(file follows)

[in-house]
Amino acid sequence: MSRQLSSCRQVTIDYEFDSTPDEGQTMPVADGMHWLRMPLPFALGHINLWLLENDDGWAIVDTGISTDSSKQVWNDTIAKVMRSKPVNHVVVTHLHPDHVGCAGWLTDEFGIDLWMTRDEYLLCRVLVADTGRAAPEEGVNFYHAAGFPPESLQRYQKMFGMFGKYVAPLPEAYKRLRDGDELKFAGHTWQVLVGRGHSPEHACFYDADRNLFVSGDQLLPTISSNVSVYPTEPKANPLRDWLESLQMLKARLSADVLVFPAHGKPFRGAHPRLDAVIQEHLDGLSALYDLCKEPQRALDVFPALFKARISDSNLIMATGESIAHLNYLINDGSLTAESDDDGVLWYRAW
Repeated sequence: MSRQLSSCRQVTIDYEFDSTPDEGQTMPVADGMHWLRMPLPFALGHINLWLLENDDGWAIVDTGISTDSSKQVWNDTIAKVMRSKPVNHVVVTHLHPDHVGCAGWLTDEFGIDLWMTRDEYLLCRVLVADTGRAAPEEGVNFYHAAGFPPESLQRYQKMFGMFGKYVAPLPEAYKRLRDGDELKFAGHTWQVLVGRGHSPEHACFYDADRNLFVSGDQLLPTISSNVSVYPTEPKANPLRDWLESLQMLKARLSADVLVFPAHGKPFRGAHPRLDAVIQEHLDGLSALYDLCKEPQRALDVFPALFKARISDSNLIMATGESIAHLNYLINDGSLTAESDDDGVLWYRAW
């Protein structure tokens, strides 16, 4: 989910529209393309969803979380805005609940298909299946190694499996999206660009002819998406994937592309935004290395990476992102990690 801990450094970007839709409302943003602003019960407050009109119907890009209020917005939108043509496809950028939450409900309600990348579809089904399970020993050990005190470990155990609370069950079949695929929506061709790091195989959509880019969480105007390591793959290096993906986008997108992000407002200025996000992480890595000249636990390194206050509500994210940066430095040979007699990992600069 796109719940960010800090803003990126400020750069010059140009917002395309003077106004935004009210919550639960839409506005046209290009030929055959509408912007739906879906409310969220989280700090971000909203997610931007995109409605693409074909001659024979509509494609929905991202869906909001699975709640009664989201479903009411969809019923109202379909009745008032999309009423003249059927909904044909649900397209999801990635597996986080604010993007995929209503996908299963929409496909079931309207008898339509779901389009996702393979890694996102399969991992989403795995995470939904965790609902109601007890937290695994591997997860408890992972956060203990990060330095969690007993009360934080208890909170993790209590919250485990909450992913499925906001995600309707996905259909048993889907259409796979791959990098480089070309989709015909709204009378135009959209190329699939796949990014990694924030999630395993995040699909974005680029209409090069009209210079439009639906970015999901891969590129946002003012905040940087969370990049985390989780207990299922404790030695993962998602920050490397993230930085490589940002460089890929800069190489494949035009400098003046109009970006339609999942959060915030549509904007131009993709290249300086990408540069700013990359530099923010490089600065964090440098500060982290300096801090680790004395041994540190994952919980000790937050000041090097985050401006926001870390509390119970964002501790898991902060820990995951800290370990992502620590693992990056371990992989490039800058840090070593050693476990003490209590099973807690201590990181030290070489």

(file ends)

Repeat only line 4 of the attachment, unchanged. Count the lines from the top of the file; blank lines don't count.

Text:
């Protein structure tokens, strides 16, 4: 989910529209393309969803979380805005609940298909299946190694499996999206660009002819998406994937592309935004290395990476992102990690 801990450094970007839709409302943003602003019960407050009109119907890009209020917005939108043509496809950028939450409900309600990348579809089904399970020993050990005190470990155990609370069950079949695929929506061709790091195989959509880019969480105007390591793959290096993906986008997108992000407002200025996000992480890595000249636990390194206050509500994210940066430095040979007699990992600069 796109719940960010800090803003990126400020750069010059140009917002395309003077106004935004009210919550639960839409506005046209290009030929055959509408912007739906879906409310969220989280700090971000909203997610931007995109409605693409074909001659024979509509494609929905991202869906909001699975709640009664989201479903009411969809019923109202379909009745008032999309009423003249059927909904044909649900397209999801990635597996986080604010993007995929209503996908299963929409496909079931309207008898339509779901389009996702393979890694996102399969991992989403795995995470939904965790609902109601007890937290695994591997997860408890992972956060203990990060330095969690007993009360934080208890909170993790209590919250485990909450992913499925906001995600309707996905259909048993889907259409796979791959990098480089070309989709015909709204009378135009959209190329699939796949990014990694924030999630395993995040699909974005680029209409090069009209210079439009639906970015999901891969590129946002003012905040940087969370990049985390989780207990299922404790030695993962998602920050490397993230930085490589940002460089890929800069190489494949035009400098003046109009970006339609999942959060915030549509904007131009993709290249300086990408540069700013990359530099923010490089600065964090440098500060982290300096801090680790004395041994540190994952919980000790937050000041090097985050401006926001870390509390119970964002501790898991902060820990995951800290370990992502620590693992990056371990992989490039800058840090070593050693476990003490209590099973807690201590990181030290070489």